#2. Deepen your relationships with your current contacts.
The previous steps and strategies were about taking dormant ties and re-engaging with them.
This step is about deepening your interactions with your existing contacts and strengthening those ties. This can be as simple as congratulating someone on big news such as a new job, pet or baby, a move, getting married, and so on.
Harbinger says that the problem today is most of these congratulations and interactions take the form of a quick, effortless “like” or a comment on social media, which gets lost in the noise.
So, here’s what Harbinger recommends doing to make your social media networking more meaningful.
- Check the newsfeed on your social media network of choice.
- Scroll until you find some news from a weaker tie in your network.
- Draft a quick email check-in or text, call them, or even pop by to see them in person if it’s appropriate: as opposed to leaving a “like” or comment.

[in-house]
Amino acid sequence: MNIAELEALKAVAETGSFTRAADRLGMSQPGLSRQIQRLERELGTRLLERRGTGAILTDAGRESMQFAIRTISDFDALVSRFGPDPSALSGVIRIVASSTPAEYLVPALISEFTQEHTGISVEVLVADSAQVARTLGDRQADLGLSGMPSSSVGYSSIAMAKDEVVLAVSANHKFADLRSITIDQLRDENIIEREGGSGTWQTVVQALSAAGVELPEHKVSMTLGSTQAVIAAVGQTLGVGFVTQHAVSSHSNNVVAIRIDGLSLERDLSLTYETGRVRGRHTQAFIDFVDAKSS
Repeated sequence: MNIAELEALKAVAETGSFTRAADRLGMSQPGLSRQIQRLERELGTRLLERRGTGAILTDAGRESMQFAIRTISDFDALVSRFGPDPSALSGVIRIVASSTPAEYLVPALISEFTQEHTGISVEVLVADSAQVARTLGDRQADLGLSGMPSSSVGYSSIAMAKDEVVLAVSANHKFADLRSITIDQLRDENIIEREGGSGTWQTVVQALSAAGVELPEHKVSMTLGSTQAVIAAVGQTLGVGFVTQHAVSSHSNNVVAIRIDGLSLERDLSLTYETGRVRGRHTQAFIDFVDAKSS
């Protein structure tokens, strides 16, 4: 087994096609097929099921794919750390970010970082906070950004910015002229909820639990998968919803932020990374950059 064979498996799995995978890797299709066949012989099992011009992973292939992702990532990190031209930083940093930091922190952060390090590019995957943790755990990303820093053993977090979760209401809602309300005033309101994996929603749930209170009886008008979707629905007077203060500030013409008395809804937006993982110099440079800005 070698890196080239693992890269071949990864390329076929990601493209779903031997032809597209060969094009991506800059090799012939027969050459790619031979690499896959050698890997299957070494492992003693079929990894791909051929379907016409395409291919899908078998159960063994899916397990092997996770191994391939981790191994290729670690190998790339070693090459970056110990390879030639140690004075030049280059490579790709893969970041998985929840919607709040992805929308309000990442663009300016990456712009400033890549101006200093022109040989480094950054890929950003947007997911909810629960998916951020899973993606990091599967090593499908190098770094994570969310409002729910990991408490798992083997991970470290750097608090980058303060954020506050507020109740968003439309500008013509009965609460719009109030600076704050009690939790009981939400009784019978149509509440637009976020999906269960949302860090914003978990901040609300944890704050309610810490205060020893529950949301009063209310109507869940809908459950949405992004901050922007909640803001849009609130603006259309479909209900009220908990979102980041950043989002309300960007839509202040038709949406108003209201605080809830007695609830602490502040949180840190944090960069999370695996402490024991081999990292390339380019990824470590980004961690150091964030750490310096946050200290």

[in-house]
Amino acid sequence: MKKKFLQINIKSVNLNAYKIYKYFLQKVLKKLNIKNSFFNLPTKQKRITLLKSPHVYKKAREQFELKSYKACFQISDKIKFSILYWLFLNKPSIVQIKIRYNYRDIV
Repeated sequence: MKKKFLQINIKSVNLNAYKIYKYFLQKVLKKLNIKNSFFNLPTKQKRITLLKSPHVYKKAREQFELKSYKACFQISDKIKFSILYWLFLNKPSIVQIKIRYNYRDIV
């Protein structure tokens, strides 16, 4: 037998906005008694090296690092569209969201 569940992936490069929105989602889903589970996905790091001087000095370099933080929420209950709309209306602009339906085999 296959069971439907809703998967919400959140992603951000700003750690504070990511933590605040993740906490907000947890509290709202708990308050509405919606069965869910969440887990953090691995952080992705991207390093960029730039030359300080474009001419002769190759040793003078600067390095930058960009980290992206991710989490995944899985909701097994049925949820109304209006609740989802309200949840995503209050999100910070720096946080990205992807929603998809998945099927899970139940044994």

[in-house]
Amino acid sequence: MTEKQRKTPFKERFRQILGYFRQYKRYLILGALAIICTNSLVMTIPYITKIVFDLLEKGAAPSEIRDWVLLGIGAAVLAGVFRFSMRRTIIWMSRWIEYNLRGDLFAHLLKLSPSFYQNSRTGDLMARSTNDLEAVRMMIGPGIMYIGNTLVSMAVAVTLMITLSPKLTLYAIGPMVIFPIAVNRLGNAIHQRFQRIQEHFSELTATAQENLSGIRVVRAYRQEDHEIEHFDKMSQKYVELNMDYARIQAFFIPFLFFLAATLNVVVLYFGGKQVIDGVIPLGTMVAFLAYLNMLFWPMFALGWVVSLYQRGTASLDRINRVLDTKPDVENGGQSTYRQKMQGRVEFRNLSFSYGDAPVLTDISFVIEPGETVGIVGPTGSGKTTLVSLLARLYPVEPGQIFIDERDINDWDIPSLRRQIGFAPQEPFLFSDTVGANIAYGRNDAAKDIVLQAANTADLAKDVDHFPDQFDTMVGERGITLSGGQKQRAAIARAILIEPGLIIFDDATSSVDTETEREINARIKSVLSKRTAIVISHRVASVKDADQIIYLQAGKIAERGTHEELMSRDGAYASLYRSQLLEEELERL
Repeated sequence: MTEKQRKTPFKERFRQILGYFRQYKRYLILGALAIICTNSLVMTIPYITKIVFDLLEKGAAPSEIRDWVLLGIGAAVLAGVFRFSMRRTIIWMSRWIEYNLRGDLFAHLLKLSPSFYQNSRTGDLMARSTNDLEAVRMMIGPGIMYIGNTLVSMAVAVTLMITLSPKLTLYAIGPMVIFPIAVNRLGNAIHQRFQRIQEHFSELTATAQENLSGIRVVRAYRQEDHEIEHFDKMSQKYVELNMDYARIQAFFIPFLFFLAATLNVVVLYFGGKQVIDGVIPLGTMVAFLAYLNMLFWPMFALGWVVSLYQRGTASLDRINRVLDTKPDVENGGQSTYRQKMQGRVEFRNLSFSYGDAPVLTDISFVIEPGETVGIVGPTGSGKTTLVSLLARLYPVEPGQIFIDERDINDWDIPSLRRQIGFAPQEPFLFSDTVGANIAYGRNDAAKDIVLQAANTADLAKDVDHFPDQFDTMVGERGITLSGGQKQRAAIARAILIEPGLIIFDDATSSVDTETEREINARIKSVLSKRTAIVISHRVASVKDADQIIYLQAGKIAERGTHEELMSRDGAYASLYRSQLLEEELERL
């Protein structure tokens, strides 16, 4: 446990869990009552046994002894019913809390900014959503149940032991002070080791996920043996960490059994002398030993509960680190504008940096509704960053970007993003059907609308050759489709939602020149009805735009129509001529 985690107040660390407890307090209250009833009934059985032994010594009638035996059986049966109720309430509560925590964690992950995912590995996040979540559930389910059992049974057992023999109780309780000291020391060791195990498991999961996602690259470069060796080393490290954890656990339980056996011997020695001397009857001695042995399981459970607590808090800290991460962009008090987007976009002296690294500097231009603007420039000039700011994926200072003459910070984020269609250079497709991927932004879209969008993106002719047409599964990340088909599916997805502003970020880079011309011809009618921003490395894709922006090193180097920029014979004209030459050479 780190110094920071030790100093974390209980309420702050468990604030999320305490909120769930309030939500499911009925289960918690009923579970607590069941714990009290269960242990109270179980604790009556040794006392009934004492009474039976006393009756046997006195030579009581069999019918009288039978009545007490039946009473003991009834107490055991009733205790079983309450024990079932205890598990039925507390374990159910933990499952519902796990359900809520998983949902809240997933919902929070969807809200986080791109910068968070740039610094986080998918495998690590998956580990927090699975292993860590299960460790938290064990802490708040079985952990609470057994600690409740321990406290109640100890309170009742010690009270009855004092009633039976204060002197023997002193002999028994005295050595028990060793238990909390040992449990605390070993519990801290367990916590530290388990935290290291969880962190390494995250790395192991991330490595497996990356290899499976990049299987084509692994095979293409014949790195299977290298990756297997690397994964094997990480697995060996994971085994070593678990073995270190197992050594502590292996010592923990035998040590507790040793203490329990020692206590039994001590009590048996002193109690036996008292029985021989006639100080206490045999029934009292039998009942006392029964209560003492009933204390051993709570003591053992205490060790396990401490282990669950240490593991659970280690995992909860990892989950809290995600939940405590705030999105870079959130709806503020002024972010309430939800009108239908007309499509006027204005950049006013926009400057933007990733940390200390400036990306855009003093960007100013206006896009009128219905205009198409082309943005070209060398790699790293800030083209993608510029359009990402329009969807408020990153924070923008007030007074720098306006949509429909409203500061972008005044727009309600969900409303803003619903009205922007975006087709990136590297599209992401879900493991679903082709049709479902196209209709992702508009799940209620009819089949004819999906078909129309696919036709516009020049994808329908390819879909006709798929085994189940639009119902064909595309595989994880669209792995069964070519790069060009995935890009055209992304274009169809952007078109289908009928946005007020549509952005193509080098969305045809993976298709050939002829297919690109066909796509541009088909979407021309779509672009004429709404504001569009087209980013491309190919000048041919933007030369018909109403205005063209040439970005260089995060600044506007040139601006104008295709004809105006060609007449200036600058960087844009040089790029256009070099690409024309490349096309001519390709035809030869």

Harbinger: “When it comes to engagement, social media is lower on the ‘engagement ladder’ than an email, which is lower than a text, which is lower than a phone call, which is, of course, lower than any sort of in-person meeting.”
What Harbinger calls a “level of engagement” we refer to as a “touchpoint” here at TCC. And, it’s true: the more personal and “big” you can make your touchpoint, the more impactful and effective it will be in deepening the relationship.
Small touchpoints such as a “like” don’t mean as much as bigger touchpoints like an in-person congratulations.